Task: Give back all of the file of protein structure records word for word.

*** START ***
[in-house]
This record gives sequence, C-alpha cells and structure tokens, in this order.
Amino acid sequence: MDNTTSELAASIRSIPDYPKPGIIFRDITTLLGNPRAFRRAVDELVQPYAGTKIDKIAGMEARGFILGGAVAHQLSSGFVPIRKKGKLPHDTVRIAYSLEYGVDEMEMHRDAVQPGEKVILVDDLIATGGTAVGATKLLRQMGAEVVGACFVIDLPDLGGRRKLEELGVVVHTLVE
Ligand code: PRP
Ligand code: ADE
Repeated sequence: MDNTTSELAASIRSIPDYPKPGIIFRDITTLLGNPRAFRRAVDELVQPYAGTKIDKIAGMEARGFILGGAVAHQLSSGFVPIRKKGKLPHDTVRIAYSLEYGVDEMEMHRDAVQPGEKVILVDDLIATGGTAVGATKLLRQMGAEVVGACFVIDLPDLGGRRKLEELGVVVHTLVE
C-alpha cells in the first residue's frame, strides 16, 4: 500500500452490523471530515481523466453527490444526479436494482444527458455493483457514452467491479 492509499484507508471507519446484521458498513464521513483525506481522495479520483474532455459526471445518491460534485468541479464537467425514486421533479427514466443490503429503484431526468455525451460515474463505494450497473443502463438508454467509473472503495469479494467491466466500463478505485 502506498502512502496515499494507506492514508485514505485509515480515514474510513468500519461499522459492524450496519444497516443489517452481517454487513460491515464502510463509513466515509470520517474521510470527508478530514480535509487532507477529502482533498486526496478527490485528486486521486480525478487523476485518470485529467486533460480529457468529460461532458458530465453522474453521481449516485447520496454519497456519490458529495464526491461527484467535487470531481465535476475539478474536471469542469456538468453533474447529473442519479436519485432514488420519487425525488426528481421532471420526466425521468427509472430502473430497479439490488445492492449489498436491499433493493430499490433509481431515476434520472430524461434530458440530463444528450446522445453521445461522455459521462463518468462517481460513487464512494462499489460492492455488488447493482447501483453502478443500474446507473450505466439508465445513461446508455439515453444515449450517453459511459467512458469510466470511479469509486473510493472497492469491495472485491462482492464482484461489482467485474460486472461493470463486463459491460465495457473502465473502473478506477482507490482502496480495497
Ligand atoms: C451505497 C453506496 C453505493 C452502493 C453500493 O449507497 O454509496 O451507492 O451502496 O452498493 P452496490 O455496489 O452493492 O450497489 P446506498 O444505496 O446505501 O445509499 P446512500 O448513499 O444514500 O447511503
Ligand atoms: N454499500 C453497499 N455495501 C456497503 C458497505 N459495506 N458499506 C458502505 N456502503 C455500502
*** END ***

[in-house]
This record gives sequence, C-alpha cells and structure tokens, in this order.
Amino acid sequence: MDNTTSELAASIRSIPDYPKPGIIFRDITTLLGNPRAFRRAVDELVQPYAGTKIDKIAGMEARGFILGGAVAHQLSSGFVPIRKKGKLPHDTVRIAYSLEYGVDEMEMHRDAVQPGEKVILVDDLIATGGTAVGATKLLRQMGAEVVGACFVIDLPDLGGRRKLEELGVVVHTLVE
Ligand code: PRP
Ligand code: ADE
Repeated sequence: MDNTTSELAASIRSIPDYPKPGIIFRDITTLLGNPRAFRRAVDELVQPYAGTKIDKIAGMEARGFILGGAVAHQLSSGFVPIRKKGKLPHDTVRIAYSLEYGVDEMEMHRDAVQPGEKVILVDDLIATGGTAVGATKLLRQMGAEVVGACFVIDLPDLGGRRKLEELGVVVHTLVE
C-alpha cells in the first residue's frame, strides 16, 4: 500500500452490523471530515481523466453527490444526479436494482444527458455493483457514452467491479 492509499484507508471507519446484521458498513464521513483525506481522495479520483474532455459526471445518491460534485468541479464537467425514486421533479427514466443490503429503484431526468455525451460515474463505494450497473443502463438508454467509473472503495469479494467491466466500463478505485 502506498502512502496515499494507506492514508485514505485509515480515514474510513468500519461499522459492524450496519444497516443489517452481517454487513460491515464502510463509513466515509470520517474521510470527508478530514480535509487532507477529502482533498486526496478527490485528486486521486480525478487523476485518470485529467486533460480529457468529460461532458458530465453522474453521481449516485447520496454519497456519490458529495464526491461527484467535487470531481465535476475539478474536471469542469456538468453533474447529473442519479436519485432514488420519487425525488426528481421532471420526466425521468427509472430502473430497479439490488445492492449489498436491499433493493430499490433509481431515476434520472430524461434530458440530463444528450446522445453521445461522455459521462463518468462517481460513487464512494462499489460492492455488488447493482447501483453502478443500474446507473450505466439508465445513461446508455439515453444515449450517453459511459467512458469510466470511479469509486473510493472497492469491495472485491462482492464482484461489482467485474460486472461493470463486463459491460465495457473502465473502473478506477482507490482502496480495497
Ligand atoms: C451505497 C453506496 C453505493 C452502493 C453500493 O449507497 O454509496 O451507492 O451502496 O452498493 P452496490 O455496489 O452493492 O450497489 P446506498 O444505496 O446505501 O445509499 P446512500 O448513499 O444514500 O447511503
Ligand atoms: N454499500 C453497499 N455495501 C456497503 C458497505 N459495506 N458499506 C458502505 N456502503 C455500502